Data breaches come with a heavy cost as the damage from these incidents is not limited to one aspect of an organisation’s operations. Losing sensitive data will hurt a company in many places, creating liabilities and limitations that can take many years to overcome. Indeed, the long-term cost of a data breach is nearly higher than what most business owners think as it includes lost opportunities and competitive disadvantages that cannot be quantified. But, when your company assesses its risks, it should take into account all the costs that might incur following a data breach and secure access management. These costs include the following:
Usually, the most obvious cost of a data breach comes in the form of legal settlements. Companies that experience a breach may pay out millions of pounds in consumer class action suits and settlements with banks, private settlements, and individual lawsuits. Plus, the hours of attorney time can push the total legal costs higher than the publicised amounts.
Loss of consumer confidence and bad publicity can slow the sales of a company for many years. Big corporations may survive a series of bad years in a row; however, smaller organisations can be forced to shut down completely after a data breach.
Organisations in some industries could be penalised for failing to protect some forms of data. In Europe, the GDPR supervisory authorities can fine companies as much as 4 percent of their top-line revenue for not being able to protect personal data.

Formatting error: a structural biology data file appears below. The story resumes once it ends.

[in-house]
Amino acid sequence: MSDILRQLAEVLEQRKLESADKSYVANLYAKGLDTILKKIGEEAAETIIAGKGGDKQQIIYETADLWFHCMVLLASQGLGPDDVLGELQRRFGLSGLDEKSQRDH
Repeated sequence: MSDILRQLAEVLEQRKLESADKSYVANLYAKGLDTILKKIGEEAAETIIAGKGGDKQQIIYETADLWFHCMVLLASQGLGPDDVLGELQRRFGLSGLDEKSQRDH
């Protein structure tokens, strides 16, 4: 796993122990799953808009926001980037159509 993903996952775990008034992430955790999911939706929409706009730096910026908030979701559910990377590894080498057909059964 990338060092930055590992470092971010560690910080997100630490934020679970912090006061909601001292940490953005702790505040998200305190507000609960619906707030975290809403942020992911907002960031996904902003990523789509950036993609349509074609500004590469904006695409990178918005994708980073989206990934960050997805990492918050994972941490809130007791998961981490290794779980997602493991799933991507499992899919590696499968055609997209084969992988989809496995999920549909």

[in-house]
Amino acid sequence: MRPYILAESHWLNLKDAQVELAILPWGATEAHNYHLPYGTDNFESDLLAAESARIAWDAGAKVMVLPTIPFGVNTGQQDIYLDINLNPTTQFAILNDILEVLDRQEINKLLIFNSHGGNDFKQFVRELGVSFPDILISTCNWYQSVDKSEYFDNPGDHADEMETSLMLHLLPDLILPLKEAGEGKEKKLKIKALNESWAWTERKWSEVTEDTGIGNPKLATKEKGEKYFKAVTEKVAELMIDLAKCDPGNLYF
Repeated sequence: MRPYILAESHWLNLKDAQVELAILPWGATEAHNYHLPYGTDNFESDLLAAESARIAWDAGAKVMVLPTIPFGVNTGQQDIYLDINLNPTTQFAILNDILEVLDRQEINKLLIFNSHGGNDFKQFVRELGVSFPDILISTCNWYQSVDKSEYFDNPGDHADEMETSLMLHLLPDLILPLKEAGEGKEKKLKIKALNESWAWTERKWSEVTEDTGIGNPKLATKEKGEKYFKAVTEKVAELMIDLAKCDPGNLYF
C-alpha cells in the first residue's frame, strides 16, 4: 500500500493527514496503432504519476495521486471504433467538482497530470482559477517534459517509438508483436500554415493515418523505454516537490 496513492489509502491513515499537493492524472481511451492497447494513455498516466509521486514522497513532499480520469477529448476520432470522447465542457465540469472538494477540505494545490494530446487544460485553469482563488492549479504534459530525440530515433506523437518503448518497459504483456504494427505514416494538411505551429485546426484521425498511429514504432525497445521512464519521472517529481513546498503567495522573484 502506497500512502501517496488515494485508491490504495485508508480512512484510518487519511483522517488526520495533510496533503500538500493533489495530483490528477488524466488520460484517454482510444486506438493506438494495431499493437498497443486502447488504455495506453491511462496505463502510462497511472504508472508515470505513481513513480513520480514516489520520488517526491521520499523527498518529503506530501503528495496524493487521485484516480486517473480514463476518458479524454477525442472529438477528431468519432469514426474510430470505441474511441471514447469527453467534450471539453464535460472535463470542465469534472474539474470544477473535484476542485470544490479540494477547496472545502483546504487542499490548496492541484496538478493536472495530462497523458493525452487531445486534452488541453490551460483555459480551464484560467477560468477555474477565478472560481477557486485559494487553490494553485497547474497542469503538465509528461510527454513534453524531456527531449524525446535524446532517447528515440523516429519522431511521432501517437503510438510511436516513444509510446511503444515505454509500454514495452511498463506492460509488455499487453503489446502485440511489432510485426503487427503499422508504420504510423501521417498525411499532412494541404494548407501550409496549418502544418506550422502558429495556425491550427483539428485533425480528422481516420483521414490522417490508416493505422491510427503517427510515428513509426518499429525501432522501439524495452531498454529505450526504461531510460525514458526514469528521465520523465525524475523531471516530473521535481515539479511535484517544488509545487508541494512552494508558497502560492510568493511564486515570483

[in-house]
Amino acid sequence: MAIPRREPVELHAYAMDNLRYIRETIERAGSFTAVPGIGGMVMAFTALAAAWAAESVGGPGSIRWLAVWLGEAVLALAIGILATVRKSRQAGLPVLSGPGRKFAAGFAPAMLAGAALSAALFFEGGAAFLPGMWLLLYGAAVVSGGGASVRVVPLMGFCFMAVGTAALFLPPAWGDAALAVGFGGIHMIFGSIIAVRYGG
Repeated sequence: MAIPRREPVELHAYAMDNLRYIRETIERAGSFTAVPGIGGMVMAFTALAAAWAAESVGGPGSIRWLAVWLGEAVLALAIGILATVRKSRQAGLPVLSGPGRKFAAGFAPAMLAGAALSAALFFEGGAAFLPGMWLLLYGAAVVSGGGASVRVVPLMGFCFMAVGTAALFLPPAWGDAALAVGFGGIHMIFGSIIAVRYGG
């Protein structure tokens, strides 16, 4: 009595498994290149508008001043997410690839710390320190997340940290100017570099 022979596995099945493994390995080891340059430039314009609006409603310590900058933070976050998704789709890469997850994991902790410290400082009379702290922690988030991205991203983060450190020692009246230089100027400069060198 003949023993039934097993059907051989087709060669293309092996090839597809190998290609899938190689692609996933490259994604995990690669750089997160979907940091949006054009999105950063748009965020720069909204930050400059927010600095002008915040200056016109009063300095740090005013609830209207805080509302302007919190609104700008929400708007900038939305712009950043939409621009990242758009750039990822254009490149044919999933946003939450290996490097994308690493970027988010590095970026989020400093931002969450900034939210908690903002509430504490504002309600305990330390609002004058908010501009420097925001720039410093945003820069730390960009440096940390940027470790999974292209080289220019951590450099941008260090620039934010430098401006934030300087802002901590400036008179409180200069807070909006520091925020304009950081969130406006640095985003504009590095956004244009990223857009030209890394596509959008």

As a company’s financial statements bleed from the top and bottom line because of a breach, shareholders portfolios and retirement accounts will take a hit. Surveys show that breaches in the UK can cause a typical company to lose around 2 percent of its value after a data breach, usually costing its shareholders millions. That is why corporate boards are starting to take a serious interest in the cybersecurity vulnerabilities of their companies.
In today’s digital economy, there are a lot of threat vectors and opportunities for data security to go wrong. The breach can begin with a malicious insider, a careless employee, or an external hacker, leaving your sensitive data in the wrong hands. That is why you must rethink your security strategy to reduce the adverse effects of a breach. You can make this happen by protecting your information with automated data security and persistent data encryption. Also, deploy the best identity and access management solution to ensure your data can be accessed only by authorised personnel.